Toronto Pop Festival 69

Toronto Pop Festival 69

Toronto Pop Festival 69

June 21 & 22, 1969

Varsity Stadium

 1969 Festival #10

Velvet Underground “Heroin”

Toronto Pop Festival 69

To say “here’s another ‘lost’ festival of the summer of 1969” gets old, but, yes, the Toronto Pop Festival (as opposed to the Toronto Rock and Roll Festival later the same year) is another of the 1969 festivals few have heard of.

The line-up was a good one. How Johnny Winter had the energy to play in Toronto on Friday and then in California on Sunday, I don’t know. I have underlined those who would appear at Woodstock:

Saturday 21 June

  1. Eric Anderson
  2. Carla Thomas & the Barkays
  3. Man
  4. Al Kooper
  5. The Band
  6. Bonzo Dog Band
  7. Rotary Connection
  8. Johnny Winter
  9. Velvet Underground
  10. Sly & the Family Stone
Sunday 22 June

  1. Mother Lode
  2. Procol Harum
  3. Edwin Starr
  4. Chuck Berry
  5. Slim Harpo
  6. Tiny Tim
  7. Dr John the Night Tripper
  8. Blood, Sweat, & Tears
  9. Nucleus
  10. Robert Charlebois
  11. Steppenwolf
Toronto Pop Festival 69

Diverse line-up

A legitimate criticism of Woodstock’s lineup was a lack of black performers. Yes, there was Richie Havens, Sly and the Family Stone, and Jimi Hendrix, but those three were already an accepted part of many white listeners’ collection. For Toronto, Carla Thomas, Edwin Starr, Slim Harpo, and Chuck Berry added styles that Woodstock lacked.

Tickets were $6 a day or $10 for both days.

Toronto Pop Festival 69

Jeanne Beker

Woodstock had Abbie Hoffman infamously inserting himself in the middle of The Who’s performance. In Toronto a young girl joined Ronnie Hawkins during his performance of “Bo Diddly.”

While Pete Townshend threatened Hoffman, the more genial Hawkins welcomed the yellow-bikinied Jeanne Beker. Her presence was caught on camera by a photographer for The Telegram. Hawkins is in the purple suit.

Toronto Pop Festival 69
Beker on stage with Hawkins

Jeanne Beker is now a well-known Canadian television personality, fashion designer, author and newspaper columnist.

The audience recording of the Velvet Underground is the only recording of the festival I could find.

Here is a link to images from Norm Horner taken on Saturday afternoon. And another link to images from http://theband.hiof.no/

Toronto Pop Festival 69

5 thoughts on “Toronto Pop Festival 69”

  1. I was there. Here’s the transcript of a radio blurb I did a few years ago having to do with it.
    July 1969 Conversion to Being a Hippie
    Up until early July of 1969, I was a pretty typical middle class kid from the suburbs of London, Ontario, but then I went to the Toronto Rock Festival. There, I heard groups like Santana, Blood Sweat and Tears, Sly and the Family Stone, Chicago and Johnny Winter. That was my first live experience of the flower children aka hippies and I would never be the same after this encounter.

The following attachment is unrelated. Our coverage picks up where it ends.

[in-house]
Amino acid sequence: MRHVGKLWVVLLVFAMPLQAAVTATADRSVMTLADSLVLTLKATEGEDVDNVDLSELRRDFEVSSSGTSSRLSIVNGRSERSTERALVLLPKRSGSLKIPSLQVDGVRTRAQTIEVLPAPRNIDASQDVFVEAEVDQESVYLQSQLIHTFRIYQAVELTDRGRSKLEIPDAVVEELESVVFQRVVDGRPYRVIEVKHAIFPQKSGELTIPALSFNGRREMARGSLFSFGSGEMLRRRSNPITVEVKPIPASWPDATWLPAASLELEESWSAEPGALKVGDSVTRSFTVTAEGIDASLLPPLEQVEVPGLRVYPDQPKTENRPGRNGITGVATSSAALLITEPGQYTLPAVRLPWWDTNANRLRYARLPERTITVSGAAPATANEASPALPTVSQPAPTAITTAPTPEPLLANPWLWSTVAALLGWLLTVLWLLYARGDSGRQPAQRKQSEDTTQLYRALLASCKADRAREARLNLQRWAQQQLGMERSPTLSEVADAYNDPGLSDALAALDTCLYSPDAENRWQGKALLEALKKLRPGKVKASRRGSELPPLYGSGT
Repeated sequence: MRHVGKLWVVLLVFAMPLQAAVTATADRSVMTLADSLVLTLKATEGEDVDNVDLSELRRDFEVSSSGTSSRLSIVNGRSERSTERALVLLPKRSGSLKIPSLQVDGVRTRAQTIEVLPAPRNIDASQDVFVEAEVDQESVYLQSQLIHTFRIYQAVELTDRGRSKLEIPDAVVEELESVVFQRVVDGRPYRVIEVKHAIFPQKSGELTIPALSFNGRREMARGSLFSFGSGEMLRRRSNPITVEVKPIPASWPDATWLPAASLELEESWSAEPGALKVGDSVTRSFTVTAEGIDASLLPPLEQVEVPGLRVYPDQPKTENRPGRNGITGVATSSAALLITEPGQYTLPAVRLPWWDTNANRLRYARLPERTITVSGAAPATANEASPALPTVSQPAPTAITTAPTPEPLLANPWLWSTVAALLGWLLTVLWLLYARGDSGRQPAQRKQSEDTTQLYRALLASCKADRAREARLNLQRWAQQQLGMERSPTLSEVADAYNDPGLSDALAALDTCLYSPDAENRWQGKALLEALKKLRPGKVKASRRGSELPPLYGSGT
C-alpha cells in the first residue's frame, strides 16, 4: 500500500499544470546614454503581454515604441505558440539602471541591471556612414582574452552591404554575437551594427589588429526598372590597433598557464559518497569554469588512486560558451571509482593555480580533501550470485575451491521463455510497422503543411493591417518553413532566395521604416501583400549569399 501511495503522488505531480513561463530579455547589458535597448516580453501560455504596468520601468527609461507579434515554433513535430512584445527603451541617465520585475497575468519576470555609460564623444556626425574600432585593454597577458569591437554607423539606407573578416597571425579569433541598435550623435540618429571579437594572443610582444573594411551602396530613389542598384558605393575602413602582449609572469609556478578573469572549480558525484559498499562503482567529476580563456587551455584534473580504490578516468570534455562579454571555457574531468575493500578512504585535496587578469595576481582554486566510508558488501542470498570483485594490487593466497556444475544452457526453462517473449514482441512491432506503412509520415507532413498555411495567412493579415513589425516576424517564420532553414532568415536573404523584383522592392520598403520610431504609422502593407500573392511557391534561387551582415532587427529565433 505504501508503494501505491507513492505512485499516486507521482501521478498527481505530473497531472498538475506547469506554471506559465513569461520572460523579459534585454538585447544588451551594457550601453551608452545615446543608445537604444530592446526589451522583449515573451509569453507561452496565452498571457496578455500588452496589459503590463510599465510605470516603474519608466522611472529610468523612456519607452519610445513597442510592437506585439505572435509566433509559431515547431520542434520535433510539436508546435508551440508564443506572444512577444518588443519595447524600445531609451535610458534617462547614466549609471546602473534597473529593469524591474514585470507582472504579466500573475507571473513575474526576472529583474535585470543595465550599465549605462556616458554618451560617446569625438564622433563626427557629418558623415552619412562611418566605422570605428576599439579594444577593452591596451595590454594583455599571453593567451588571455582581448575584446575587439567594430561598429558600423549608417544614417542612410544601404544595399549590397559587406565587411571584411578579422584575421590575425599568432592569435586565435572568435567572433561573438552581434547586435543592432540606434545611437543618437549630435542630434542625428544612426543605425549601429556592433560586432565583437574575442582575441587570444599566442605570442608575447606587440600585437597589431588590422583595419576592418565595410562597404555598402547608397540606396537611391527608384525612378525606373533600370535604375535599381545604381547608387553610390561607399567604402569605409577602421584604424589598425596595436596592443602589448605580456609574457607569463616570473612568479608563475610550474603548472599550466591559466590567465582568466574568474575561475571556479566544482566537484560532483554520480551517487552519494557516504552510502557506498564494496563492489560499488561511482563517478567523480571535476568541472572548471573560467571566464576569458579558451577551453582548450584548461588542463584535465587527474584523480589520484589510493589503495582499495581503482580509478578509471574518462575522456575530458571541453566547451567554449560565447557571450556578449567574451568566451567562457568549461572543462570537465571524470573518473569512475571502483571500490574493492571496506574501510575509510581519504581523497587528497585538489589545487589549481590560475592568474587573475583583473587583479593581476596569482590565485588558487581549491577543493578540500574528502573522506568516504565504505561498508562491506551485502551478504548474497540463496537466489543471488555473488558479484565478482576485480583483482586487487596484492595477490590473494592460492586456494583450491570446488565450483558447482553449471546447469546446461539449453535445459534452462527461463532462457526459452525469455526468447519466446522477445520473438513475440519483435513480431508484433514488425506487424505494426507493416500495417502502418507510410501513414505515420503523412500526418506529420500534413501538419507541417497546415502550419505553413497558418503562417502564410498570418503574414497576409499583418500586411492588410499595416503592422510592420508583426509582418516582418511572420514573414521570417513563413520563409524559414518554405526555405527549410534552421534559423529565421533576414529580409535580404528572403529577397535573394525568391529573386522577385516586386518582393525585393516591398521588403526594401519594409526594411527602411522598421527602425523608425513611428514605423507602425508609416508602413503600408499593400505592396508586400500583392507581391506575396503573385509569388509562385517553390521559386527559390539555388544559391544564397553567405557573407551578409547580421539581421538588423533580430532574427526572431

I remember exactly the moment in Toronto when I was captivated by the hippie life-style. We were all sitting on the grass of Varsity Stadium and next to myself and my friends were what looked to be “experienced flower children.” When I saw them passing some of their food to us and other perfect strangers, I was dumbfounded and, I must admit, wondrously attracted. This revolutionary act of giving freely to someone you didn’t know expecting nothing in return awakened something inside – some deep, eternal longing.
    So I went back to London, bought my first pair of bell-bottom blue jeans, a bandana to tie around my head, made a firm commitment to let my hair grow long and began an earnest pursuit of whatever it was that I’d felt at that moment on the grass of Varsity Stadium. I did so for the next four years. However, I never saw that kind of generosity anywhere in the counterculture again. In fact, as I began to experience the dark world of drugs that overshadowed hippie culture, it didn’t take long to see that I wasn’t going to find what I was looking for there, but, I never stopped looking.

    Then, one day about four years later, the vision was rekindled once again. It was when I read Jesus’ words in Jn.15: 12 & 13. “This is My commandment, that you love one another as I have loved you. Greater love has no one than this, than to lay down one’s life for his friends.”
    And then something inside of me said, “That’s it! That’s what I’ve been looking for.” As I reflected on my Toronto Rock Festival experience, I realized that what attracted me were two things. First, there was the completely gratuitous goodness of people sharing freely. And, secondly, there was a group of people who appeared to have this value, what seemed to me to be a loving community. As I examined the life of Jesus, freely healing the weak and vulnerable and teaching us to love with no strings attached, I realized that being part of a group of people who believed this kind of stuff, people who made following Jesus their life goal, was the fulfillment of what was aroused in me in the summer of 1969.

  2. Also missed was Lighthouse. They played their cover of The Byrds Eight Miles High. One of their earliest performances. They played on Sunday, iirc.I

    Like you, Andrew Hawkins, this concert began a revolution in my life.

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